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I was wondering if a USB 2.0 Thumb drive has enough bandwidth to act as a primary system drive in an Ubuntu Linux server. More specifically an SAN server. I am running an iSCSI target, ZFS and NFS-kernel-server, BIND9 (Slave), and Openldap (Slave). I was thinking of resorting to a thumb drive because my new motherboard only has 4 SATA ports and I have 5 disks. 4 (ZFS Pool) 1 (System). And unless I get an expansion card there is no way to get more SATA ports.

This "server" leans more twords a home server. I use in my lab with my VMware server. It provides storage, or atleast it did until it died.

Would it still be better to go with the SATA hard disk?

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migrated from serverfault.com Dec 16 '12 at 21:37

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Sure, especially if you make the USB largely readonly. Do not place high volumes of write on it and it is just fine. Test it always of course - trust but verify.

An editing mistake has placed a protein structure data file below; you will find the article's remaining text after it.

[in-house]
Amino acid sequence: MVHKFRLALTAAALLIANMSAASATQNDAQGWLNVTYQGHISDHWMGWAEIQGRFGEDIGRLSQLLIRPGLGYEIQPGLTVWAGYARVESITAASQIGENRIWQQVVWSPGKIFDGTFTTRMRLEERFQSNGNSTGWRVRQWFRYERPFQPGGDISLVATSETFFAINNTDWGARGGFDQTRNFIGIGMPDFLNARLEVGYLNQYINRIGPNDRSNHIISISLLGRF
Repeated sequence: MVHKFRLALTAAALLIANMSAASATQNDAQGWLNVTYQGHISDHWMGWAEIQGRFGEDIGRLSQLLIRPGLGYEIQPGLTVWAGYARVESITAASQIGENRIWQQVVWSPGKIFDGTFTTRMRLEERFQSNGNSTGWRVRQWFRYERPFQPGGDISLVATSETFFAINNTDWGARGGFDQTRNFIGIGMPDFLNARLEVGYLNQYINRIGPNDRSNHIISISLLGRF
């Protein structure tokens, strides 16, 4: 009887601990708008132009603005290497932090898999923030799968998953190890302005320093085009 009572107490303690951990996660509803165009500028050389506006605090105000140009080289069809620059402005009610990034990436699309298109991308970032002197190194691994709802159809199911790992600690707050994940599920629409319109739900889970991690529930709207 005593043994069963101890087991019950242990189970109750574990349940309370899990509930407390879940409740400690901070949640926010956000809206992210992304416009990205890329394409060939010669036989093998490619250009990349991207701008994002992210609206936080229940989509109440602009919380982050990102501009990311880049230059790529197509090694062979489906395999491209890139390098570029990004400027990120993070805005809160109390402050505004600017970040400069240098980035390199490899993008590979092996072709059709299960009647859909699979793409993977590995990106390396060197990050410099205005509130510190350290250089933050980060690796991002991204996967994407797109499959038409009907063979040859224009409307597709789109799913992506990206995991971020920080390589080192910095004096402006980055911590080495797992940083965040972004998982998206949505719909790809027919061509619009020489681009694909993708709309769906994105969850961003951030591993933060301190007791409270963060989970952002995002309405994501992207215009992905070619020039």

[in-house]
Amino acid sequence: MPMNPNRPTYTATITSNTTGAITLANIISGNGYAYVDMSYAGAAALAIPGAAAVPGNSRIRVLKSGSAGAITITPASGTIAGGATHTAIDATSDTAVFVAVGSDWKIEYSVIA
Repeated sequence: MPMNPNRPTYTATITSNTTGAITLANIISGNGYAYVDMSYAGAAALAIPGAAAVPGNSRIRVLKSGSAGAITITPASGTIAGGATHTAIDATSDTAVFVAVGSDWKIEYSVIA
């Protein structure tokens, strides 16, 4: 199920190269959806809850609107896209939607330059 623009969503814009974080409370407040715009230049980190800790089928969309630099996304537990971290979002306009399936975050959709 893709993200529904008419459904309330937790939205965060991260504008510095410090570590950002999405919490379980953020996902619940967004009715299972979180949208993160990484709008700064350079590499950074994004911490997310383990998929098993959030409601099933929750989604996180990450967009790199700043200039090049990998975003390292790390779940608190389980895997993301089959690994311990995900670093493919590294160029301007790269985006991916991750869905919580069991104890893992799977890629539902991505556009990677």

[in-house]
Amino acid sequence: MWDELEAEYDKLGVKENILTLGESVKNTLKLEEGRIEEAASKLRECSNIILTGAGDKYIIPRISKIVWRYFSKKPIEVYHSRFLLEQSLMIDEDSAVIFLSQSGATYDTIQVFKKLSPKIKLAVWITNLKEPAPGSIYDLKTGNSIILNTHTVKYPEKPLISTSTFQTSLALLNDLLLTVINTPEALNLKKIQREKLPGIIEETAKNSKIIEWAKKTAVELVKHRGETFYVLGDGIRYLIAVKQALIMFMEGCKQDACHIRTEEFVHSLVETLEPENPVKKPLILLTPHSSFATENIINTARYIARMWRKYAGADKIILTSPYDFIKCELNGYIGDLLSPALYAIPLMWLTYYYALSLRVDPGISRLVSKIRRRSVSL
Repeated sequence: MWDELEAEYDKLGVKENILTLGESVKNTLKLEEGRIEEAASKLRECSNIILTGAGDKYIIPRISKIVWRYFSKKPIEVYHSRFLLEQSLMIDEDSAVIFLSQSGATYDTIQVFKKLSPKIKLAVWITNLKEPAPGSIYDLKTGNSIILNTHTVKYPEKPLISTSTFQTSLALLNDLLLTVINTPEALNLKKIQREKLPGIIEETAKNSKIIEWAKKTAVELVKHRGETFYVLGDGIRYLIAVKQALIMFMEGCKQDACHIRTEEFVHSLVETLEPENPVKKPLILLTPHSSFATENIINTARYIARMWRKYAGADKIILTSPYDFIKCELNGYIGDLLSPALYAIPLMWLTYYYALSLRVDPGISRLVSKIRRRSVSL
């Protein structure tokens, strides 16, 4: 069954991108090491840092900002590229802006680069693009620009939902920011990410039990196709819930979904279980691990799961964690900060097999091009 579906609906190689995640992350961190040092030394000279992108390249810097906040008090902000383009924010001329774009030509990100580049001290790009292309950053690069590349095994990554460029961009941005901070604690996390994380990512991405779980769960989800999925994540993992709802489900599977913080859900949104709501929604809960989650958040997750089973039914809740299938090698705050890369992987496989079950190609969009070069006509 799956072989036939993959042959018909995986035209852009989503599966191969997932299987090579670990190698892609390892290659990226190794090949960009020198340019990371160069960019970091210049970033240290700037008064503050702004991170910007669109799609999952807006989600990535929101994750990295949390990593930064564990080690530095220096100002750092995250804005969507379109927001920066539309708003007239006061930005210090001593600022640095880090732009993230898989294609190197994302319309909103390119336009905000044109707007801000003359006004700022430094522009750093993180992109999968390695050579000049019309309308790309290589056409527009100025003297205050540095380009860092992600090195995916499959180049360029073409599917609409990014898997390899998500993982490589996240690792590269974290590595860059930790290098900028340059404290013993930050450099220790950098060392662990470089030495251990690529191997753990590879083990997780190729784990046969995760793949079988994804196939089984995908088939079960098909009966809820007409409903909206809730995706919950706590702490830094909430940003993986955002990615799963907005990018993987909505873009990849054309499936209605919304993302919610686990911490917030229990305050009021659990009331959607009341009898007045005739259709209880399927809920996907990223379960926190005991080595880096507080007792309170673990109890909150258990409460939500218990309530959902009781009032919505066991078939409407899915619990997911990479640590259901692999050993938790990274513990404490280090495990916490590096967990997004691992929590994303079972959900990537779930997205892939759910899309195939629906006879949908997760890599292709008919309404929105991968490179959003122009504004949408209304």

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It's possible. As johnshen64 wrote, it is a good idea to move frequently-written-to files onto some other device. I've been running a small home server for some two years now with Ubuntu Server 10.04, two SATA drives in software RAID 1 and 16GB Kingston USB stick as a / partition. FTP, Samba, Apache, Subsonic etc. No problems so far. Amongst other tweaks, I moved /var/log to the SATA drives and simply symlinked it in / - it's not the safest trick, but in a very simple scenario it gets job done.

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